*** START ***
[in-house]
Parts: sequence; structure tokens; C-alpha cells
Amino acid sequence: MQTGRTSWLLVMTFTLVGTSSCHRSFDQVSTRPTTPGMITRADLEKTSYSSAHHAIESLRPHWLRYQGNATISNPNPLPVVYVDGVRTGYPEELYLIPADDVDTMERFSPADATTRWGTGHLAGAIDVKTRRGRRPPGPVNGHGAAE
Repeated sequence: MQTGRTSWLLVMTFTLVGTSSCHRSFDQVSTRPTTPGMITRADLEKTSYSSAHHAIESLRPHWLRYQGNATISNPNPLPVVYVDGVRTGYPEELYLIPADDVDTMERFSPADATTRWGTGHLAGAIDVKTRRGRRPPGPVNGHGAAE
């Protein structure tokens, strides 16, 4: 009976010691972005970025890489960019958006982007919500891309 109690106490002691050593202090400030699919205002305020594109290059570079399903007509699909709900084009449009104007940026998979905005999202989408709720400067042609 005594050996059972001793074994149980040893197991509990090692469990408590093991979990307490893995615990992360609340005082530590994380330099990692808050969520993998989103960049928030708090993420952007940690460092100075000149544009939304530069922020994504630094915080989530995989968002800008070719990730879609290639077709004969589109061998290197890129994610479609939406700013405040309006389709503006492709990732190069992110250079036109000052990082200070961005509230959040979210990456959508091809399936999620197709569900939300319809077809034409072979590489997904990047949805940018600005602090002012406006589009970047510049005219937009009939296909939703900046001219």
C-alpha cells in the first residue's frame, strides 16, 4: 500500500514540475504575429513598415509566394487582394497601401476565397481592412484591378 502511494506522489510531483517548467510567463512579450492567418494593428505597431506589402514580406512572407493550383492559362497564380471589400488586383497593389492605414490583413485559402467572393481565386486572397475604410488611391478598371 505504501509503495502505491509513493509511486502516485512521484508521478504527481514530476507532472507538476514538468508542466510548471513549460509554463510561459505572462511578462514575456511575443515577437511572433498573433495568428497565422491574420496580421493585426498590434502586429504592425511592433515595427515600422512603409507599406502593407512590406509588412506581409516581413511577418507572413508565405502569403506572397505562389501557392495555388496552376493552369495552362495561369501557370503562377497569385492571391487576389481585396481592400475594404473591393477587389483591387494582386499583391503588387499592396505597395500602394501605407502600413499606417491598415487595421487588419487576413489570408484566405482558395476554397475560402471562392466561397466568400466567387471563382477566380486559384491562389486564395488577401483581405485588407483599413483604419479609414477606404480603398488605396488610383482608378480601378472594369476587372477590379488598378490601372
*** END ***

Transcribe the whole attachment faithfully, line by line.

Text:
[in-house]
Parts: sequence; structure tokens; C-alpha cells
Amino acid sequence: MQTGRTSWLLVMTFTLVGTSSCHRSFDQVSTRPTTPGMITRADLEKTSYSSAHHAIESLRPHWLRYQGNATISNPNPLPVVYVDGVRTGYPEELYLIPADDVDTMERFSPADATTRWGTGHLAGAIDVKTRRGRRPPGPVNGHGAAE
Repeated sequence: MQTGRTSWLLVMTFTLVGTSSCHRSFDQVSTRPTTPGMITRADLEKTSYSSAHHAIESLRPHWLRYQGNATISNPNPLPVVYVDGVRTGYPEELYLIPADDVDTMERFSPADATTRWGTGHLAGAIDVKTRRGRRPPGPVNGHGAAE
């Protein structure tokens, strides 16, 4: 009976010691972005970025890489960019958006982007919500891309 109690106490002691050593202090400030699919205002305020594109290059570079399903007509699909709900084009449009104007940026998979905005999202989408709720400067042609 005594050996059972001793074994149980040893197991509990090692469990408590093991979990307490893995615990992360609340005082530590994380330099990692808050969520993998989103960049928030708090993420952007940690460092100075000149544009939304530069922020994504630094915080989530995989968002800008070719990730879609290639077709004969589109061998290197890129994610479609939406700013405040309006389709503006492709990732190069992110250079036109000052990082200070961005509230959040979210990456959508091809399936999620197709569900939300319809077809034409072979590489997904990047949805940018600005602090002012406006589009970047510049005219937009009939296909939703900046001219």
C-alpha cells in the first residue's frame, strides 16, 4: 500500500514540475504575429513598415509566394487582394497601401476565397481592412484591378 502511494506522489510531483517548467510567463512579450492567418494593428505597431506589402514580406512572407493550383492559362497564380471589400488586383497593389492605414490583413485559402467572393481565386486572397475604410488611391478598371 505504501509503495502505491509513493509511486502516485512521484508521478504527481514530476507532472507538476514538468508542466510548471513549460509554463510561459505572462511578462514575456511575443515577437511572433498573433495568428497565422491574420496580421493585426498590434502586429504592425511592433515595427515600422512603409507599406502593407512590406509588412506581409516581413511577418507572413508565405502569403506572397505562389501557392495555388496552376493552369495552362495561369501557370503562377497569385492571391487576389481585396481592400475594404473591393477587389483591387494582386499583391503588387499592396505597395500602394501605407502600413499606417491598415487595421487588419487576413489570408484566405482558395476554397475560402471562392466561397466568400466567387471563382477566380486559384491562389486564395488577401483581405485588407483599413483604419479609414477606404480603398488605396488610383482608378480601378472594369476587372477590379488598378490601372